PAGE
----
A recent study conducted by a pulmonologist at the University of Cape Town has revealed that an alarmingly high number of learners were vaping at schools.
The preliminary study by Professor Richard van Zyl-Smit and other researchers raised concern noting that the alarming trend was specifically among matric learners at affluent high schools.
This study comes on the back of concerns also raised by the Western Cape Education Department (WCED) after a number of young children were caught in possession of e-cigarettes at schools.
In the report, published on the university’s Lung Institute website, Van Zyl-Smit revealed that one in four (25%) of learners in affluent areas were using vape products and that the habit was prevalent among high school learners of all ages.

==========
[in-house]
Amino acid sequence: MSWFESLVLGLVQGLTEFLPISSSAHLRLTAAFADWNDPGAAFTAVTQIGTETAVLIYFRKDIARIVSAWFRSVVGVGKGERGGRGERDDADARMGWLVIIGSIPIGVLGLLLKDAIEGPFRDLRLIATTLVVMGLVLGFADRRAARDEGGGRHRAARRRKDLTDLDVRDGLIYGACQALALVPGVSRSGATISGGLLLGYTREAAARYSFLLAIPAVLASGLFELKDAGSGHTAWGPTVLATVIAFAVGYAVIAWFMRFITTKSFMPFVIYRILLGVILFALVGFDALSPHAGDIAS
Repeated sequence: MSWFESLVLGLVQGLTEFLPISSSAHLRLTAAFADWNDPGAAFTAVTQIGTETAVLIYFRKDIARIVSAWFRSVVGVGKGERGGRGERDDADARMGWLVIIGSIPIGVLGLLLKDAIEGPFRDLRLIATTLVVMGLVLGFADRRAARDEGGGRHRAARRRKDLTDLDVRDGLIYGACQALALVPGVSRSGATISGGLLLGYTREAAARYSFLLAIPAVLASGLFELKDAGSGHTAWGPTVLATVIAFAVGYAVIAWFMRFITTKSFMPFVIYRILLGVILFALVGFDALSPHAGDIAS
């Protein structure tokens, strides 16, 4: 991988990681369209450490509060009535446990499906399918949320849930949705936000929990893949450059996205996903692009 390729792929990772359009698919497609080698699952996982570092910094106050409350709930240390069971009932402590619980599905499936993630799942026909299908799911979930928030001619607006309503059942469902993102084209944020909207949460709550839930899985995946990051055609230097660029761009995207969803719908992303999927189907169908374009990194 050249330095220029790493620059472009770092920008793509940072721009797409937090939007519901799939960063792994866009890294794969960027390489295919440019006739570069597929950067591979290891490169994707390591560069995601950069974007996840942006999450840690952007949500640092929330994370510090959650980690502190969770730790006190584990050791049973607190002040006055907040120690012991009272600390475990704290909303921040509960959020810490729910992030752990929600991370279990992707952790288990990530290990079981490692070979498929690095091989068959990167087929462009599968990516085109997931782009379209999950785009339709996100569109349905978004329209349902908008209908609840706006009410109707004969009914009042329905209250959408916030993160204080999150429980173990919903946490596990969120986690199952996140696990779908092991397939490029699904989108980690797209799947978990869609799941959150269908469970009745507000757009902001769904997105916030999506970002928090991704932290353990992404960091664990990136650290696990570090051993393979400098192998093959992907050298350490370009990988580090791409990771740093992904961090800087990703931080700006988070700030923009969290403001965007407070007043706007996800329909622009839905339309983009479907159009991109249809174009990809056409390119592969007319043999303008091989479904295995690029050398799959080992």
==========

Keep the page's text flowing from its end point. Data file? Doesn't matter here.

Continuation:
“It’s marketed not necessarily directly to adolescents, although much of the marketing is towards younger people, and it is not only the matriculants,” he said.
He said he has also been asked to talk to some Grade 7s who are also vaping.
Van Zyl-Smit added that while there was a social element to vaping, many pupils claimed to be using vapes to cope with stress and anxiety as well as the pressures of high school, which had led to them vaping to get a dopamine release to help them cope.
“This has led to many students showing signs of developing an addiction to nicotine, and the vape market desperately needs to be regulated to prevent this rise of addiction among high school students.”
“It’s trendy, and there is no legislation or regulations, meaning that it has become a free for all market,” he said.
Van Zyl-Smit emphasised that vaping is extremely addictive, as products contain nicotine, making it difficult for users to stop.
In addition, he also called for the government to make vaping products less accessible and to introduce strict measures regarding advertising.